Make the garage a comfortable temperature for band practice.

How to Glue Insulation Board to Garage Doors

by Eric Jonas

While you've probably made sure most areas of your home are well insulated against summer's heat and winter's cold, you might have overlooked the attached garage. A poorly insulated garage can spill the outdoor weather directly into your climate-controlled home. Each little spill can cost valuable dollars on your energy bill. However, with a little foam board insulation and a bit of your time, you can stop the money leak and make the garage a more comfortable temperature year-round, too.

Measure the length and width of each of the sections of your garage door, excluding the metal framing around the door. Cut a piece of foam insulation with a utility knife according to your measurements for each section of the door.

Spread construction adhesive all over one side and the edges of one piece of foam board, applying it in a zigzag pattern. Spreading it on the edges helps to ensure the foam adheres securely to the garage door.

Align the foam board within one section of the garage door and press down firmly to ensure the adhesive on the foam makes sufficient contact with the garage door. You can bend the foam a little if necessary to fit it within the section’s frame and to ensure it presses against the door adequately.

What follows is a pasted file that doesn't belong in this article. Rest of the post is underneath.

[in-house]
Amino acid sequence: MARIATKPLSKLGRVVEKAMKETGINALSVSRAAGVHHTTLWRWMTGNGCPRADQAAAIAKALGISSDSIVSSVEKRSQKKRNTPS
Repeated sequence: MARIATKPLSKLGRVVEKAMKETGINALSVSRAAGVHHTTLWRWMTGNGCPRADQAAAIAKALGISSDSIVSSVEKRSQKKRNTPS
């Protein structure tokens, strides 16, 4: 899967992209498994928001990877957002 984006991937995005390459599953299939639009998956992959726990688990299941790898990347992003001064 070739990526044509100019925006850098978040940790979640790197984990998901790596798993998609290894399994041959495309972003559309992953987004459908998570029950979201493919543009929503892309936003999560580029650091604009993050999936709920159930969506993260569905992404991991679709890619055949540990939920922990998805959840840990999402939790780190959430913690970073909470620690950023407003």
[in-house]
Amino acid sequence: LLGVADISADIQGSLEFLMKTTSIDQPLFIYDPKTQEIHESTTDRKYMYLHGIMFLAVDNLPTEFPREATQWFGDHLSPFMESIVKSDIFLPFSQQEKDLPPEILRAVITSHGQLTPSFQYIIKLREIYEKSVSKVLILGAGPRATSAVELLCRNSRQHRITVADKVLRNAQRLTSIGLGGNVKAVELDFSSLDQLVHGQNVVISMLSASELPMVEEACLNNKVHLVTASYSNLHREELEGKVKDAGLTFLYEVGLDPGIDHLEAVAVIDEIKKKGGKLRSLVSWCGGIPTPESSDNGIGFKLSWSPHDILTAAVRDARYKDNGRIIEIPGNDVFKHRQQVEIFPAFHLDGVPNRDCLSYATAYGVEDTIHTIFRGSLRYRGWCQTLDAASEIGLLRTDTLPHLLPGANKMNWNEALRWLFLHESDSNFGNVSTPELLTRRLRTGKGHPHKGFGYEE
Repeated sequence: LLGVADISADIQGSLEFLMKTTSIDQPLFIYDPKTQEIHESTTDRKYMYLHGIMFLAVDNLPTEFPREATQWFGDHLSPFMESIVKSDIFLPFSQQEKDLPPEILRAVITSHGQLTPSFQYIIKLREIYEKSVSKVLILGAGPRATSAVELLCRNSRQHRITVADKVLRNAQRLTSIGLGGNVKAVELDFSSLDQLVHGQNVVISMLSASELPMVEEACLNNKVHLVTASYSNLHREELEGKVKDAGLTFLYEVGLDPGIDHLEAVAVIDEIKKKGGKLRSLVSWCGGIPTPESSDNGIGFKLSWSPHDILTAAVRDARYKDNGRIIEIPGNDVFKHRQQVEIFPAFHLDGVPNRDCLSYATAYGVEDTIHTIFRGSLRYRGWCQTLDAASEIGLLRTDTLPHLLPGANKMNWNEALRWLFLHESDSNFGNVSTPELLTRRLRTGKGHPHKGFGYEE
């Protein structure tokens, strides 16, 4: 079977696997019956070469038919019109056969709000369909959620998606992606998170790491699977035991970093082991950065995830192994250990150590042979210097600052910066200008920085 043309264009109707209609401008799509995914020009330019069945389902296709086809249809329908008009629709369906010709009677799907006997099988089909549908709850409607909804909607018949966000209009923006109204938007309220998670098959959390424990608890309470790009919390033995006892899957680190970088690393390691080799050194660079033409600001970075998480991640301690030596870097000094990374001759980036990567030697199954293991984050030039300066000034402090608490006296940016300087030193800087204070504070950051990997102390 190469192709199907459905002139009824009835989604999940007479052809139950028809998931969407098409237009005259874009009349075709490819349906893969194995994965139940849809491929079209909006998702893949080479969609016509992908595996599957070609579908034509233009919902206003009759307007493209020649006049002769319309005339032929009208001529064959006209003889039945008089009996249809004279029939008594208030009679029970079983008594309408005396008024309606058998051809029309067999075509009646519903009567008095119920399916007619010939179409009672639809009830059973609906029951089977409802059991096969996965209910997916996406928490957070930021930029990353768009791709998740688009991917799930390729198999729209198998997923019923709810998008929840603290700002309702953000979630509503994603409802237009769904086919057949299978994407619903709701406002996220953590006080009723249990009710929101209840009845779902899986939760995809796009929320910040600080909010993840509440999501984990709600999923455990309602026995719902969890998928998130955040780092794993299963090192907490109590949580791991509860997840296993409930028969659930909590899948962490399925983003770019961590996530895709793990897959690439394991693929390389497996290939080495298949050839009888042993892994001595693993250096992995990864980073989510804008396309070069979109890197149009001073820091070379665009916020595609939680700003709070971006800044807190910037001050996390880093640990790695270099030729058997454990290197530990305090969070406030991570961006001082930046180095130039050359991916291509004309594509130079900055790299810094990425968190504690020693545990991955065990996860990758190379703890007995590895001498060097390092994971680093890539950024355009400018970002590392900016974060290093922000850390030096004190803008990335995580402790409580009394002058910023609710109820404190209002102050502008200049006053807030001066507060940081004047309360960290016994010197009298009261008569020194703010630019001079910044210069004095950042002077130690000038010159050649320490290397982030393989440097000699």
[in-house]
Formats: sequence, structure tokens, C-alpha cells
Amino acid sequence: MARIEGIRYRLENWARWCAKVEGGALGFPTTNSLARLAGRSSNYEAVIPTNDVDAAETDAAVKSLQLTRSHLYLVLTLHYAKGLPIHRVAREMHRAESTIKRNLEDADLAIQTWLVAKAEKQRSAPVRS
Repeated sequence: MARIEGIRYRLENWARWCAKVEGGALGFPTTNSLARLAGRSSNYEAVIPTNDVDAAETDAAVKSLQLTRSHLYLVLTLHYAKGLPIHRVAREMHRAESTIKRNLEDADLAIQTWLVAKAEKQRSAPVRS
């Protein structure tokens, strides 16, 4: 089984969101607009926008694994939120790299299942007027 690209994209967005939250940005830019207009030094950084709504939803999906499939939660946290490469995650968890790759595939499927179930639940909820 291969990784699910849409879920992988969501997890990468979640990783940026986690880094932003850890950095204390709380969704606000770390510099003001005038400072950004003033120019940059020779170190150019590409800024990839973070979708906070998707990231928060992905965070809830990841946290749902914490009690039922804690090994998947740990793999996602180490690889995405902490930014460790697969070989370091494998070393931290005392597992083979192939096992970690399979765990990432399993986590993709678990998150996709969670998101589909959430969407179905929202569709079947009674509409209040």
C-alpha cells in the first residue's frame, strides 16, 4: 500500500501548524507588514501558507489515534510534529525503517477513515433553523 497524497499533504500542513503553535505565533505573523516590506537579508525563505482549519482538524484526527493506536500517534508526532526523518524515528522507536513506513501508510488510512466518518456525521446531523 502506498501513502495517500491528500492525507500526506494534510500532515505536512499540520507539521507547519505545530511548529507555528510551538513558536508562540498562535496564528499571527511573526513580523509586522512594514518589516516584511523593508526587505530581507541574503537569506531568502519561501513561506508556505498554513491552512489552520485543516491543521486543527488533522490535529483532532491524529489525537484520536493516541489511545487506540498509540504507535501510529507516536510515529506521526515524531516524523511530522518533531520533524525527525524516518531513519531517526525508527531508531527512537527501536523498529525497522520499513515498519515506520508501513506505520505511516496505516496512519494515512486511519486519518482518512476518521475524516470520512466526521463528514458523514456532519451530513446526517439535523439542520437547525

Seal around the outer edge of the section with aluminum foil tape to provide optimal thermal insulation and help to keep the board in place while the adhesive dries. Repeat steps 2 through 4 to install a piece of foam board insulation onto each section of the garage door.

Lean 2-by-4s or other heavy pieces of wood against the garage door to keep the foam board in place and to maintain adequate bonding between the foam board and the door while the adhesive dries. Allow the adhesive to dry for the time specified in the manufacturer’s instructions before removing the wood or using the garage door.

Items you will need

  • 1 1/2- to 2-inch rigid foam
  • Utility knife
  • Construction adhesive
  • Aluminum foil tape
  • 2-by-4 inch plywood


  • Choose a foam board that is fire-rated to prevent any release of toxic chemicals when burned or cover the foam board with a fire-rated material or spray foam.
  • Read the construction adhesive's label to make sure it is compatible with rigid foam board insulation. This ensures that the adhesive will last longer and will not degrade your foam insulation.


  • Quick Guide: Garages & Carports: Step-by-Step Construction Methods; Jack P. Jones
  • How to Be Your Own Contractor; Tanya R. Davis

About the Author

Eric Jonas has been writing in small-business advertising and local community newsletters since 1998. Prior to his writing career, he became a licensed level II gas technician and continues to work in the field, also authoring educational newsletters for others in the business. Jonas is currently a graduate student with a Bachelor of Arts in English and rhetoric from McMaster University.

Photo Credits

  • Jupiterimages/Creatas/Getty Images